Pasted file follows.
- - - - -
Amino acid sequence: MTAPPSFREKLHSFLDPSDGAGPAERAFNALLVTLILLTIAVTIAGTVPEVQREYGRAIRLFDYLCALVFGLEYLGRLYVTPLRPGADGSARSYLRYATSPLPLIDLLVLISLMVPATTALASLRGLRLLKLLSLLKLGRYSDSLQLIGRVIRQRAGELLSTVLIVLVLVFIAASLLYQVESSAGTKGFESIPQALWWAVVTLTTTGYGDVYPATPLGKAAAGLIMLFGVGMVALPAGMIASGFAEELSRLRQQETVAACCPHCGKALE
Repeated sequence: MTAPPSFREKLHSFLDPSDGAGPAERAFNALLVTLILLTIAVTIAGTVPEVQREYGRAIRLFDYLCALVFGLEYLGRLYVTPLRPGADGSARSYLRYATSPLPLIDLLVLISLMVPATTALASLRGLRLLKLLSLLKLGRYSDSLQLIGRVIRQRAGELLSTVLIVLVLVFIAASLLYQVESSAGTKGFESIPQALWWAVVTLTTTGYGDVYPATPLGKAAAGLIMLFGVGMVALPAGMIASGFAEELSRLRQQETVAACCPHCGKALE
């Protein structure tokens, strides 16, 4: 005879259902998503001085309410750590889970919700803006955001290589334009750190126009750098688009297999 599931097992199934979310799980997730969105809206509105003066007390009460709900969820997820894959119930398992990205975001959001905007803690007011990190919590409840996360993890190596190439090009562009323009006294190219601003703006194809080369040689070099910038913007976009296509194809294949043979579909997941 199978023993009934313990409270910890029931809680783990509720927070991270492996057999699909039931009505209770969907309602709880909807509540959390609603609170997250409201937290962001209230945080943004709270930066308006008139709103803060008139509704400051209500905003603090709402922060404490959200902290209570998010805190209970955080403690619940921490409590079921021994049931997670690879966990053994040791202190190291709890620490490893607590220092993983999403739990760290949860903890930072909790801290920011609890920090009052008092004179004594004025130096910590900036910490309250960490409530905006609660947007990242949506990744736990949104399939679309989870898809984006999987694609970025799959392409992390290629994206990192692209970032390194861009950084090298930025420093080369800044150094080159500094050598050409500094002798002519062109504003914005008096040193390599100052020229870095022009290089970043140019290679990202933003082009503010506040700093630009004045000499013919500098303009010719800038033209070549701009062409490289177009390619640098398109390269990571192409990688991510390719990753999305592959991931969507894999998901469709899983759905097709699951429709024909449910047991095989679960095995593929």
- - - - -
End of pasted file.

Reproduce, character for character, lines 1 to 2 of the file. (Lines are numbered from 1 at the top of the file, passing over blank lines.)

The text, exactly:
Amino acid sequence: MTAPPSFREKLHSFLDPSDGAGPAERAFNALLVTLILLTIAVTIAGTVPEVQREYGRAIRLFDYLCALVFGLEYLGRLYVTPLRPGADGSARSYLRYATSPLPLIDLLVLISLMVPATTALASLRGLRLLKLLSLLKLGRYSDSLQLIGRVIRQRAGELLSTVLIVLVLVFIAASLLYQVESSAGTKGFESIPQALWWAVVTLTTTGYGDVYPATPLGKAAAGLIMLFGVGMVALPAGMIASGFAEELSRLRQQETVAACCPHCGKALE
Repeated sequence: MTAPPSFREKLHSFLDPSDGAGPAERAFNALLVTLILLTIAVTIAGTVPEVQREYGRAIRLFDYLCALVFGLEYLGRLYVTPLRPGADGSARSYLRYATSPLPLIDLLVLISLMVPATTALASLRGLRLLKLLSLLKLGRYSDSLQLIGRVIRQRAGELLSTVLIVLVLVFIAASLLYQVESSAGTKGFESIPQALWWAVVTLTTTGYGDVYPATPLGKAAAGLIMLFGVGMVALPAGMIASGFAEELSRLRQQETVAACCPHCGKALE